The Nature of Discrimination

I was sitting in the theatre today waiting for the play to begin. (If you're interested it is a new play about The Kinks - great to hear their songs again, but the 'book' was weak.)

A few rows in front was a head with shoulder length hair, glossy, colour of iron filings, 60s flick-ups at the ends. If you don't know what those are you weren't around in the 60s. Every time the head moved the glossy hair danced. All very fine but the head was on the meaty shoulders of a middle-aged man in thick glasses and a black faux-leather jacket. Why did the hair, which should have looked so appealing, seem to me repellent on this man?

I turned for help to my companion, who is as much of a snoot as I am (see lower blogs and keep up there at the back). 'Is this prejudice on my part or good taste?' I asked. He sat for a moment in silence, and then said, 'You could say you are showing discrimination, which neatly covers both without directly saying which.'

We then had a discussion about whether to BE discriminating would imply the same, whereas to discriminate doesn't work both ways because in its prejudicial sense you would need to be discriiminating against something. I felt a blog coming on...

Posted on Wednesday, April 23, 2014 at 01:46PM by Registered CommenterZina Rohan | CommentsPost a Comment | References1 Reference

Tourists Beware

Crossing Westminster Bridge, dodging tourists. A Scot in multi-tartan, cap, sporran and all the trimmings is playing on his bagpipes. Foreigners pause to have their photos taken next to him. As I pass a young woman (no idea where from) stoops to put some coins in an upturned battered hat on the pavement in front of him, then places herself by his side to be snapped by her friend. 'And where're you from?' asks the bagpiper in a strong east London accent. Joy!

Posted on Saturday, April 12, 2014 at 07:48AM by Registered CommenterZina Rohan | CommentsPost a Comment | References2 References

Distraction

Last night I went to see a (very good) film. Of course, before it began there were the usual ads and trailers. One of these promised that the film it trailed would be 'totally unique'.  I was so distracted by this claim that I didn't take in what the name of this film was. What about slightly unique? Or relatively unique?

From this you can, indeed you should, conclude that I am what David Foster Wallace called a snoot (picky about language, bordering on pedantic) - and proud to be. I can be thrown off whatever course I am on when I hear someone say that something has been over-hyped or over-exaggerated. Words matter, and thinking about what they mean matters too. If we don't think about words we may end up at the wrong end of oppression - if, that is, there is a right one.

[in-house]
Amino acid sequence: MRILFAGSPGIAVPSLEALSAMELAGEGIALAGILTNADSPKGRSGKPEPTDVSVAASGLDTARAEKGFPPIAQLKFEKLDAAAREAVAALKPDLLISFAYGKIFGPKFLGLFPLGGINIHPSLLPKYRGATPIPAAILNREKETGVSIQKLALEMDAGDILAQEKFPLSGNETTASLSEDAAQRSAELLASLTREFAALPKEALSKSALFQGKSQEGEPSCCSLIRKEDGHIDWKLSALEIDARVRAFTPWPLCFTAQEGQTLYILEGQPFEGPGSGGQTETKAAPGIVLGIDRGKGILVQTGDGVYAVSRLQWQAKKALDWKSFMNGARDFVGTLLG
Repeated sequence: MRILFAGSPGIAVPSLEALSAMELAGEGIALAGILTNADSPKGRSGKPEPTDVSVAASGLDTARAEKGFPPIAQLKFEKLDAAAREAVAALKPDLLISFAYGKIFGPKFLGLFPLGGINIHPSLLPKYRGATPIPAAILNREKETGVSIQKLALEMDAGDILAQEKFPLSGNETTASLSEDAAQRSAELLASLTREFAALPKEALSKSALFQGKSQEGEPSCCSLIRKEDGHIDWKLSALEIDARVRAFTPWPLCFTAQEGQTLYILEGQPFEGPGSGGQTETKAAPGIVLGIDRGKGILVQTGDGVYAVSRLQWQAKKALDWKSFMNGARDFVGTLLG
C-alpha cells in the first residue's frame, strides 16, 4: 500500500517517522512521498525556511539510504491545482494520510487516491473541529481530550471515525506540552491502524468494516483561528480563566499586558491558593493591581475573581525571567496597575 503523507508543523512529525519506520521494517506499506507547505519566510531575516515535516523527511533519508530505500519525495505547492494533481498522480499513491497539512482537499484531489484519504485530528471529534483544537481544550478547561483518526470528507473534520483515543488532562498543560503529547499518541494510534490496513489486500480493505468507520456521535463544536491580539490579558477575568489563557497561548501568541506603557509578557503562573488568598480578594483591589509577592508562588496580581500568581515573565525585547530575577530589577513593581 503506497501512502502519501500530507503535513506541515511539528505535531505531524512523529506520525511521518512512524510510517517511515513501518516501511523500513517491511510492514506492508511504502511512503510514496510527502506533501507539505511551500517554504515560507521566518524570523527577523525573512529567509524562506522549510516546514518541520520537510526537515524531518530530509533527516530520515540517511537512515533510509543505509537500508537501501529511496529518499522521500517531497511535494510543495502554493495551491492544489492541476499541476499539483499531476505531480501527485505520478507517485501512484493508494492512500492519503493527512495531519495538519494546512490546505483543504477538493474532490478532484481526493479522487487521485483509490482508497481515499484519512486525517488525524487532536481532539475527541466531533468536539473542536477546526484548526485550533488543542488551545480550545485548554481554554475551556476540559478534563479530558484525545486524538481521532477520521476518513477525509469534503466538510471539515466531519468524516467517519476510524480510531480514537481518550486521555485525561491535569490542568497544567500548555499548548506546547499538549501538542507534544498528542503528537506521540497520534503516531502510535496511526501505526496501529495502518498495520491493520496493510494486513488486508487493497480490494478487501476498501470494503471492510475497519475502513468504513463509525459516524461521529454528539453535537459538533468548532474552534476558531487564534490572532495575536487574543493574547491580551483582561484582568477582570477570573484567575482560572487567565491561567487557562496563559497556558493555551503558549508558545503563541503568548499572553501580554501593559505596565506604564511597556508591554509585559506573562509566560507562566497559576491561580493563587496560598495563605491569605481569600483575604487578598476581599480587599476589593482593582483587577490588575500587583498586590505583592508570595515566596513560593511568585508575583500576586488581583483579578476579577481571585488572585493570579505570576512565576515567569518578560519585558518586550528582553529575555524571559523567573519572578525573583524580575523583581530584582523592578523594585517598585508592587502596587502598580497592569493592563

Am I overdoing it? I don't think so. Yes, okay, misusing the odd word when it's more or less clear what you want to say is no sin or crime or anything deserving punishment. But in the long run punishment might be what we get. Governments and demagogues who would like to be government rely on lack of attention to language.

As English-speakers we are lucky and relatively protected. But beware. In the 80s I produced a series of radio programmes about writers and politics. One of the contributors was Arthur Miller who was very exercised by what was happening at the time in still-communist still-Czechoslovakia. Czech and Slovak are minority languages: only Czechs and Slovaks speak them. If their government takes the language over, he said, and make words mean what the authorities want - as was indeed the case - while at the same picking off the few guardians of the language,the serious writers, then there was no longer a medium for expressing anything other than the government's version of the truth. English-speakers are rescued by each other - in India and Barbados, Canada and New Zealand, London and New York and Lagos. Something fresh will always come through.